Chalk up another victim of the International Monetary Fund's currency policy. On Feb. 21, Turkey gave up on its IMFimposedcurrency peg and allowed the lira to float. Instead, it sank—down about 30% against the dollar and the eurobetween Feb. 21 and Feb. 27.
No one should have been surprised. Turkey's pegged-exchange-rate regime was fatally flawed. These regimesrequire a central bank to manage simultaneously the exchange rate and domestic liquidity. This is an impossible task.When foreign reserves begin leaving a country, domestic liquidity is squeezed. The central bank attempts to offsetthis by pumping up domestic liquidity. Anticipating troubles, additional capital takes flight and the contradictionbetween exchange-rate policy and domestic-liquidity policy grows. That's when the speculators start betting that thepeg will soon blow up. Turkey's currency collapse—like similar events in Mexico, Thailand, Korea, Indonesia, Russiaand Brazil—was yet another textbook case of the inherent instability of currency pegs.
In an attempt to snatch victory from the jaws of defeat, Horst Koehler, the IMF's managing director, heaped praise onTurkey and its floating lira setup. He was quickly echoed by Paul O'Neill, the U.S. secretary of the Treasury. Thissurprised many observers. After all, just two weeks before Turkey's fiasco, O'Neill had hammered the IMF, going sofar as to suggest that some of its programs were "crazy."
What's next for Turkey? Burdened with a shaky form of governance and a weak rule of law, Turkey's floatingexchange rate is doomed. Floating exchange rates are fine in principle. They don't lead to contradictions betweenexchange-rate and domestic-liquidity policies because a central bank doesn't have an exchange-rate policy: Thecurrency market sets the rate.
The problem is that in emerging markets like Turkey, floating rates are unsustainable. Either the central bank will nothave the muscle to control domestic liquidity, so the exchange rate will float downward, creating more inflation, or thecentral bank will impose ultrahigh real interest rates, which will send the economy into a nosedive. Either way thecentral bank loses—which probably explains why Gazi Ercel, the governor of the Central Bank of Turkey, resignedfrom the bank on the weekend of Feb. 24.
The only way for a country in Turkey's predicament to control inflation and converge with European inflation rates isto do what its neighbor Bulgaria did in July 1997: adopt a currency board. Under a currency board, a country with aweak currency backs it one-for-one with a strong currency—dollars, euros or yen—and guarantees that its notes canbe freely converted to the stronger notes at a fixed rate. Contradictions between exchange-rate policy and domesticliquidityconcerns don't arise, because a currency board doesn't have a domestic-liquidity policy.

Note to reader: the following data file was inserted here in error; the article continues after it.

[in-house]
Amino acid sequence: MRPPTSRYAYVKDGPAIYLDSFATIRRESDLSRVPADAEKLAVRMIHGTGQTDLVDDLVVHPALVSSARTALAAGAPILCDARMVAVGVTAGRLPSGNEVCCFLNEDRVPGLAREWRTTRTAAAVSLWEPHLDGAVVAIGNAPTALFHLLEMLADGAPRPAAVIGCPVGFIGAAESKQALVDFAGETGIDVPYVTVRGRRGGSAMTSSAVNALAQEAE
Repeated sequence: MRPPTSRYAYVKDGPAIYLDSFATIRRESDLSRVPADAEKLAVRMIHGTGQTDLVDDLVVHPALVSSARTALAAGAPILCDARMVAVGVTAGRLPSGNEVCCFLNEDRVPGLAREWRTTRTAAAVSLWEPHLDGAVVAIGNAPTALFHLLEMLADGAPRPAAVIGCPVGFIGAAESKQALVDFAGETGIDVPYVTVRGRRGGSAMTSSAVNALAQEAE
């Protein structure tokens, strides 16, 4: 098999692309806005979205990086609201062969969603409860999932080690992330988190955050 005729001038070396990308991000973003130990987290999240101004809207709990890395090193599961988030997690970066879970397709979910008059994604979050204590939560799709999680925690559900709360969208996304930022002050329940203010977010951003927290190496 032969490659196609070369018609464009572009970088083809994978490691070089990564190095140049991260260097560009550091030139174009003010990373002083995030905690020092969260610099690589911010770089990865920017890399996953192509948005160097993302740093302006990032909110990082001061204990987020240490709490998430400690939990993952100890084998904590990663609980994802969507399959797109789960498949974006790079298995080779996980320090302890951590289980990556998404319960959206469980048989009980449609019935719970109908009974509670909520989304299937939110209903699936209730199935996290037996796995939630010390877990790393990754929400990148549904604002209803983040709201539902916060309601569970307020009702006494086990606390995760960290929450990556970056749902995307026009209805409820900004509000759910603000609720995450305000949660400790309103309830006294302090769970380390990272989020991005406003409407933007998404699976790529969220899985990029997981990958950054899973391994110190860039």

In Bulgaria the year-over-year inflation rate was 1,527% in June 1997, a month before the government adopted adeutsche mark—backed currency board. It is forecast to be 3.9% this year. A currency board, backing liras witheuros, would do the same for Turkey.
To support the currency board and other necessary reforms, the Turkish government should lift a page from theGerman economist Wilhelm Ropke (1899—1966). After Hitler ran him out of Germany in 1933, he went into exile inTurkey, where he was a professor at the University of Istanbul from 1933 until 1937. He later gained fame as LudwigErhard's adviser, the brains behind Germany's postwar economic miracle.
Unlike most economic liberals of his day, Ropke was highly suspicious of liberal solutions imposed from above.Indeed, he believed that liberalization and modernization imposed by such outfits as the IMF were not sustainable.Instead, he argued that reforms, "like charity, should begin at home."
The power of Ropke's thinking is clear in Argentina, where former president Carlos Menem built political support for acurrency board in 1991 and where the board still enjoys the voters' near-unanimous support. Likewise in Bulgaria.Thanks to this system, the Bulgarian economy faces a hard budget constraint because the central bank can't extendcredit to the fiscal authorities. Consequently, for the economy to grow, the government has been forced to introduceliberal economic reforms and move toward European standards. Even though Bulgaria has a long way to go, it is atleast on the right track and far from the basket case it was in 1997.
If Turkey seriously hopes to converge economically with Europe and join the EU, it must begin to build domesticsupport for economic reforms aimed at modernization. The first line of attack should be once and for all to stabilizethe Turkish lira by means of a currency board. This would rapidly unify the lira with the euro and put in place a strongfoundation for other liberal reforms.